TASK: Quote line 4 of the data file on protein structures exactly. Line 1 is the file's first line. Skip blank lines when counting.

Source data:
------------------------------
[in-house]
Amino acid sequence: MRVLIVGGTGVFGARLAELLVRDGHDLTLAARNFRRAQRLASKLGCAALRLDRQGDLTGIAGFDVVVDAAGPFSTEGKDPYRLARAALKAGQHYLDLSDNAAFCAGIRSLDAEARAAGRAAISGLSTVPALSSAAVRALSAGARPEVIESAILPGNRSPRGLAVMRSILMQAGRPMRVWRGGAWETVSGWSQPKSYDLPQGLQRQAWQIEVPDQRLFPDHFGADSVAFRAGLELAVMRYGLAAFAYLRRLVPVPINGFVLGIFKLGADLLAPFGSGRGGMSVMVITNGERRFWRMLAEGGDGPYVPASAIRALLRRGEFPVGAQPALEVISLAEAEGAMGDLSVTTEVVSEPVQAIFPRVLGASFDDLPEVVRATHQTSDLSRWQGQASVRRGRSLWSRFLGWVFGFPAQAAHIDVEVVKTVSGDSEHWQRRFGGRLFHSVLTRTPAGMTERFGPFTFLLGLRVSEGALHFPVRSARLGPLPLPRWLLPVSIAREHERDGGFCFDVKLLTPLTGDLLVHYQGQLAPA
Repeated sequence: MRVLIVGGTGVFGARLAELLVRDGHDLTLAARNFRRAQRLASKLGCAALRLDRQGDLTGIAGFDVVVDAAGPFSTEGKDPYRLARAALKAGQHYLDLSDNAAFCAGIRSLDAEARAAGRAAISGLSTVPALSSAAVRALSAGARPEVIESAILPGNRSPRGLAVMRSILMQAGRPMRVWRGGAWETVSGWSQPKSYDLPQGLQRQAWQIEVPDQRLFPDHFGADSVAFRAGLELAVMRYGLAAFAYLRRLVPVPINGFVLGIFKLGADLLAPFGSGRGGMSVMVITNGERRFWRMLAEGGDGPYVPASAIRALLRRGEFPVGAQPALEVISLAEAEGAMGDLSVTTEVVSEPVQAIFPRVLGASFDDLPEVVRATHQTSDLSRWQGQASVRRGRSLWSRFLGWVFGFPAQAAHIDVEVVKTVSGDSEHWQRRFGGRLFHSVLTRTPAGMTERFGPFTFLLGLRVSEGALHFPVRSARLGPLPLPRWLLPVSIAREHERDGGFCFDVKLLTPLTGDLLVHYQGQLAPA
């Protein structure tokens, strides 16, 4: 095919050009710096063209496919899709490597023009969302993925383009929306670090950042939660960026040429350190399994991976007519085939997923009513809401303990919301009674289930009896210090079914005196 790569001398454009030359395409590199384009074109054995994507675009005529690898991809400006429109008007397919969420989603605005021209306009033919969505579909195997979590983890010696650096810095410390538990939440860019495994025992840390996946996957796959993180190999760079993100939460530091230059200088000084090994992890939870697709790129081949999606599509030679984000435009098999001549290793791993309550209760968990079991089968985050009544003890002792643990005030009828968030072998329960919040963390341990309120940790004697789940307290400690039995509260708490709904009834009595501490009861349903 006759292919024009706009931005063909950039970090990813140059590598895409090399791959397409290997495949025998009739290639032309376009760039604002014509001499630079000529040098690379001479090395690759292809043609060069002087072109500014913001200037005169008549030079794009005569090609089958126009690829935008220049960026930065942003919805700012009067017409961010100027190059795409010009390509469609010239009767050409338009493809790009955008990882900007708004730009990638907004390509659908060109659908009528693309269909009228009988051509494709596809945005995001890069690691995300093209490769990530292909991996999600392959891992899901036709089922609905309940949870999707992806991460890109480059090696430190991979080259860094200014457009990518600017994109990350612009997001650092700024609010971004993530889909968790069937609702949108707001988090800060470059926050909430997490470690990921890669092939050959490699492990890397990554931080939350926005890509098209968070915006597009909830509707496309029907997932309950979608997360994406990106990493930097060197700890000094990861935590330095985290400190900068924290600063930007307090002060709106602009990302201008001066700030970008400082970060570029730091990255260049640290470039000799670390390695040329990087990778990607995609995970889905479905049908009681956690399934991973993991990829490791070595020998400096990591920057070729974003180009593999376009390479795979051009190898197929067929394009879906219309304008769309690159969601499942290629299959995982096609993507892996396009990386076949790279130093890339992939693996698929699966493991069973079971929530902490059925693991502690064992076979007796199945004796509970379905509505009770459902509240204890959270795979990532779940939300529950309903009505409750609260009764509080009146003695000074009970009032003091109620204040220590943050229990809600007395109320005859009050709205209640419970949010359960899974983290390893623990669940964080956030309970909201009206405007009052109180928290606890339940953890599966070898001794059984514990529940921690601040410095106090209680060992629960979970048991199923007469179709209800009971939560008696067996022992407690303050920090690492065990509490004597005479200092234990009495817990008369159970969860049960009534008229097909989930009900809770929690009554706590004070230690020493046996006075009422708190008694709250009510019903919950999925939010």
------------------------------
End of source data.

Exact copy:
């Protein structure tokens, strides 16, 4: 095919050009710096063209496919899709490597023009969302993925383009929306670090950042939660960026040429350190399994991976007519085939997923009513809401303990919301009674289930009896210090079914005196 790569001398454009030359395409590199384009074109054995994507675009005529690898991809400006429109008007397919969420989603605005021209306009033919969505579909195997979590983890010696650096810095410390538990939440860019495994025992840390996946996957796959993180190999760079993100939460530091230059200088000084090994992890939870697709790129081949999606599509030679984000435009098999001549290793791993309550209760968990079991089968985050009544003890002792643990005030009828968030072998329960919040963390341990309120940790004697789940307290400690039995509260708490709904009834009595501490009861349903 006759292919024009706009931005063909950039970090990813140059590598895409090399791959397409290997495949025998009739290639032309376009760039604002014509001499630079000529040098690379001479090395690759292809043609060069002087072109500014913001200037005169008549030079794009005569090609089958126009690829935008220049960026930065942003919805700012009067017409961010100027190059795409010009390509469609010239009767050409338009493809790009955008990882900007708004730009990638907004390509659908060109659908009528693309269909009228009988051509494709596809945005995001890069690691995300093209490769990530292909991996999600392959891992899901036709089922609905309940949870999707992806991460890109480059090696430190991979080259860094200014457009990518600017994109990350612009997001650092700024609010971004993530889909968790069937609702949108707001988090800060470059926050909430997490470690990921890669092939050959490699492990890397990554931080939350926005890509098209968070915006597009909830509707496309029907997932309950979608997360994406990106990493930097060197700890000094990861935590330095985290400190900068924290600063930007307090002060709106602009990302201008001066700030970008400082970060570029730091990255260049640290470039000799670390390695040329990087990778990607995609995970889905479905049908009681956690399934991973993991990829490791070595020998400096990591920057070729974003180009593999376009390479795979051009190898197929067929394009879906219309304008769309690159969601499942290629299959995982096609993507892996396009990386076949790279130093890339992939693996698929699966493991069973079971929530902490059925693991502690064992076979007796199945004796509970379905509505009770459902509240204890959270795979990532779940939300529950309903009505409750609260009764509080009146003695000074009970009032003091109620204040220590943050229990809600007395109320005859009050709205209640419970949010359960899974983290390893623990669940964080956030309970909201009206405007009052109180928290606890339940953890599966070898001794059984514990529940921690601040410095106090209680060992629960979970048991199923007469179709209800009971939560008696067996022992407690303050920090690492065990509490004597005479200092234990009495817990008369159970969860049960009534008229097909989930009900809770929690009554706590004070230690020493046996006075009422708190008694709250009510019903919950999925939010």